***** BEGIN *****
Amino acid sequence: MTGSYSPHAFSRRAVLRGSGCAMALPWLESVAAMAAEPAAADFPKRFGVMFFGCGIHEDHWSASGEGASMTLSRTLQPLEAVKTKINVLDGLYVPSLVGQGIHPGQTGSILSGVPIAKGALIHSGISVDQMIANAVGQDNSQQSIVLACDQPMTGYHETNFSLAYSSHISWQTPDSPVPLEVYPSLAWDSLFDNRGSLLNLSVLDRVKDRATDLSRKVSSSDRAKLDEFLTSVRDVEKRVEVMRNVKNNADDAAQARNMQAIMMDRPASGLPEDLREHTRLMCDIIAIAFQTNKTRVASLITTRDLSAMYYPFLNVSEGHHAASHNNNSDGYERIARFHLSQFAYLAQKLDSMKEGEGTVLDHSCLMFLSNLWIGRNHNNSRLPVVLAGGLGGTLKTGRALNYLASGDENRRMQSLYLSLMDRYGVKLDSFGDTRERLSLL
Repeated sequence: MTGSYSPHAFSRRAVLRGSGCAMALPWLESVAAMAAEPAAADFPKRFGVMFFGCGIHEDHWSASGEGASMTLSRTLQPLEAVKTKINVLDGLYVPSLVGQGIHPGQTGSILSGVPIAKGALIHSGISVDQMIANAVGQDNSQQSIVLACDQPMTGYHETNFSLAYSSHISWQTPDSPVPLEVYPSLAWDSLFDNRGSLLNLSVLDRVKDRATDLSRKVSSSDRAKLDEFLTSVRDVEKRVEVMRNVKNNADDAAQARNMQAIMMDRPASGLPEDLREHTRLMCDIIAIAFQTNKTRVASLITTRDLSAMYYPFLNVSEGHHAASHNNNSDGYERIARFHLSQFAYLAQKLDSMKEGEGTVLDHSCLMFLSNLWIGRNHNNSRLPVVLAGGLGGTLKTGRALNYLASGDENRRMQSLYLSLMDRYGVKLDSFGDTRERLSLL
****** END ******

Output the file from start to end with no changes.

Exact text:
Amino acid sequence: MTGSYSPHAFSRRAVLRGSGCAMALPWLESVAAMAAEPAAADFPKRFGVMFFGCGIHEDHWSASGEGASMTLSRTLQPLEAVKTKINVLDGLYVPSLVGQGIHPGQTGSILSGVPIAKGALIHSGISVDQMIANAVGQDNSQQSIVLACDQPMTGYHETNFSLAYSSHISWQTPDSPVPLEVYPSLAWDSLFDNRGSLLNLSVLDRVKDRATDLSRKVSSSDRAKLDEFLTSVRDVEKRVEVMRNVKNNADDAAQARNMQAIMMDRPASGLPEDLREHTRLMCDIIAIAFQTNKTRVASLITTRDLSAMYYPFLNVSEGHHAASHNNNSDGYERIARFHLSQFAYLAQKLDSMKEGEGTVLDHSCLMFLSNLWIGRNHNNSRLPVVLAGGLGGTLKTGRALNYLASGDENRRMQSLYLSLMDRYGVKLDSFGDTRERLSLL
Repeated sequence: MTGSYSPHAFSRRAVLRGSGCAMALPWLESVAAMAAEPAAADFPKRFGVMFFGCGIHEDHWSASGEGASMTLSRTLQPLEAVKTKINVLDGLYVPSLVGQGIHPGQTGSILSGVPIAKGALIHSGISVDQMIANAVGQDNSQQSIVLACDQPMTGYHETNFSLAYSSHISWQTPDSPVPLEVYPSLAWDSLFDNRGSLLNLSVLDRVKDRATDLSRKVSSSDRAKLDEFLTSVRDVEKRVEVMRNVKNNADDAAQARNMQAIMMDRPASGLPEDLREHTRLMCDIIAIAFQTNKTRVASLITTRDLSAMYYPFLNVSEGHHAASHNNNSDGYERIARFHLSQFAYLAQKLDSMKEGEGTVLDHSCLMFLSNLWIGRNHNNSRLPVVLAGGLGGTLKTGRALNYLASGDENRRMQSLYLSLMDRYGVKLDSFGDTRERLSLL